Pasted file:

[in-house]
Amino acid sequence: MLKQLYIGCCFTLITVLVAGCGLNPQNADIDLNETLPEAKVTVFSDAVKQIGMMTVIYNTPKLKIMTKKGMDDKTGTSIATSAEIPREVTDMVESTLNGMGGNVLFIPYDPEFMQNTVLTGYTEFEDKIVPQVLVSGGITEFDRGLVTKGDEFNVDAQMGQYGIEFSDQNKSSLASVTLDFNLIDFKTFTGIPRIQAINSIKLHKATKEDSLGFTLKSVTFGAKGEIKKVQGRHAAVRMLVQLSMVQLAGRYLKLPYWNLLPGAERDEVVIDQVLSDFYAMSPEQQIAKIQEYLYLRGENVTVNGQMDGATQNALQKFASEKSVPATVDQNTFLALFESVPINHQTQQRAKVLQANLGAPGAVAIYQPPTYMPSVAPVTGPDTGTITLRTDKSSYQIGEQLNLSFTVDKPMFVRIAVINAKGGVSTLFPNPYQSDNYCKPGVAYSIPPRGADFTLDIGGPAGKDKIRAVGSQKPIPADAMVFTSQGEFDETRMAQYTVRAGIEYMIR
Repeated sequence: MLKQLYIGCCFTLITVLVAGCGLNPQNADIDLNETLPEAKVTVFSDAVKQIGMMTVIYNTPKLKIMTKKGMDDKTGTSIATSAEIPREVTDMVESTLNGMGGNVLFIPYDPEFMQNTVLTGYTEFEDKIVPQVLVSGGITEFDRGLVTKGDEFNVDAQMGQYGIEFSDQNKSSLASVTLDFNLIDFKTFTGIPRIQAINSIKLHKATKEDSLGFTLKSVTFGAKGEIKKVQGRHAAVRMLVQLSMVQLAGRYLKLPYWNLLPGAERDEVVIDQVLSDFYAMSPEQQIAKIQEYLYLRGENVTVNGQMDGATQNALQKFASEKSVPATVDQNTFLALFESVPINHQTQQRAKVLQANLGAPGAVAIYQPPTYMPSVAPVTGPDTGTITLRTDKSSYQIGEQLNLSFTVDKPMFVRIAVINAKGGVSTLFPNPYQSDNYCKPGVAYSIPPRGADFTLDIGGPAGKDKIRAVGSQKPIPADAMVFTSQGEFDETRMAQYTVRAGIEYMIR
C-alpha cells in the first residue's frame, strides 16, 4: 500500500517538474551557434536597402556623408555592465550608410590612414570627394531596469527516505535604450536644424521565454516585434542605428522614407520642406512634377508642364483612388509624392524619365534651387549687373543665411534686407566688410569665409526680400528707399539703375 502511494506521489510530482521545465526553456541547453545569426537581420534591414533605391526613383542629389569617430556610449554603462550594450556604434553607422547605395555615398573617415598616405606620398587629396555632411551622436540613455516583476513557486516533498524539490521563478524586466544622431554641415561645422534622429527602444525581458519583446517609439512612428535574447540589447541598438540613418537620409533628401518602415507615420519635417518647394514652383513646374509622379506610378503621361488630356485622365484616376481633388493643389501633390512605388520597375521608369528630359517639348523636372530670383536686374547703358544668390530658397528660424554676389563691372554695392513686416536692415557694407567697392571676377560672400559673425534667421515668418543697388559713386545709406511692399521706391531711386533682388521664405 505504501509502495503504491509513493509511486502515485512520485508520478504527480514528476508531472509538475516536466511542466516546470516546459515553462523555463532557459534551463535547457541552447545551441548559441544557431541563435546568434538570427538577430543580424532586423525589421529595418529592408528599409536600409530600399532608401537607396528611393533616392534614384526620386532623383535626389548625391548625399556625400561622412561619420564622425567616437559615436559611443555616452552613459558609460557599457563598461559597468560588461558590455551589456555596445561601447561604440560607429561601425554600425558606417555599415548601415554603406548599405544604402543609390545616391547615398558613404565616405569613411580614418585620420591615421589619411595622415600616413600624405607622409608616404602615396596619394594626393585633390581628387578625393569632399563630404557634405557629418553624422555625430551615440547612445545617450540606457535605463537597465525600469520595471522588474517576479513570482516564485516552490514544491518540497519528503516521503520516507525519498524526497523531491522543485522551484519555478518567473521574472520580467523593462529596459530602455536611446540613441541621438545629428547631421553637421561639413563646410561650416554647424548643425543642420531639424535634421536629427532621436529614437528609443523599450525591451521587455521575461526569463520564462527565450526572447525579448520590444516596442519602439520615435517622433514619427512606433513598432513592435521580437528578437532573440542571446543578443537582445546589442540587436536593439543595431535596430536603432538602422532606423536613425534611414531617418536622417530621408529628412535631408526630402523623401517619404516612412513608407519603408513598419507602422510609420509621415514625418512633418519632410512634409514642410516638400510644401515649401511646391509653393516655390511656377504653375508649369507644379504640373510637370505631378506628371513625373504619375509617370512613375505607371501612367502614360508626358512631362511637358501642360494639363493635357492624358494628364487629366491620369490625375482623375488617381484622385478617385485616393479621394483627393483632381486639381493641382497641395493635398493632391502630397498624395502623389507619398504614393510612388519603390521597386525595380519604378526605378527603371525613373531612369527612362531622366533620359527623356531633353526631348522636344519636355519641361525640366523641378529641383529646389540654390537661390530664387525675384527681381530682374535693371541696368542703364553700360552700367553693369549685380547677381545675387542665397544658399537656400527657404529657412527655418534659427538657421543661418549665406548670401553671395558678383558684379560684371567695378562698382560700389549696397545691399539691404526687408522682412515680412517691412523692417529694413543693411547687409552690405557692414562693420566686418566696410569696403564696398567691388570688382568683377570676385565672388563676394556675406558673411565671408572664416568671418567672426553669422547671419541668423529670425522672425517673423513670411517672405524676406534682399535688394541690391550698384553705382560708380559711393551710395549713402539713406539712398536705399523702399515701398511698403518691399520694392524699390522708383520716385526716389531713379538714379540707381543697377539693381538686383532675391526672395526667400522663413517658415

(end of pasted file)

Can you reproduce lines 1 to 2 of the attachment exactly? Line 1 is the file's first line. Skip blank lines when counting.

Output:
[in-house]
Amino acid sequence: MLKQLYIGCCFTLITVLVAGCGLNPQNADIDLNETLPEAKVTVFSDAVKQIGMMTVIYNTPKLKIMTKKGMDDKTGTSIATSAEIPREVTDMVESTLNGMGGNVLFIPYDPEFMQNTVLTGYTEFEDKIVPQVLVSGGITEFDRGLVTKGDEFNVDAQMGQYGIEFSDQNKSSLASVTLDFNLIDFKTFTGIPRIQAINSIKLHKATKEDSLGFTLKSVTFGAKGEIKKVQGRHAAVRMLVQLSMVQLAGRYLKLPYWNLLPGAERDEVVIDQVLSDFYAMSPEQQIAKIQEYLYLRGENVTVNGQMDGATQNALQKFASEKSVPATVDQNTFLALFESVPINHQTQQRAKVLQANLGAPGAVAIYQPPTYMPSVAPVTGPDTGTITLRTDKSSYQIGEQLNLSFTVDKPMFVRIAVINAKGGVSTLFPNPYQSDNYCKPGVAYSIPPRGADFTLDIGGPAGKDKIRAVGSQKPIPADAMVFTSQGEFDETRMAQYTVRAGIEYMIR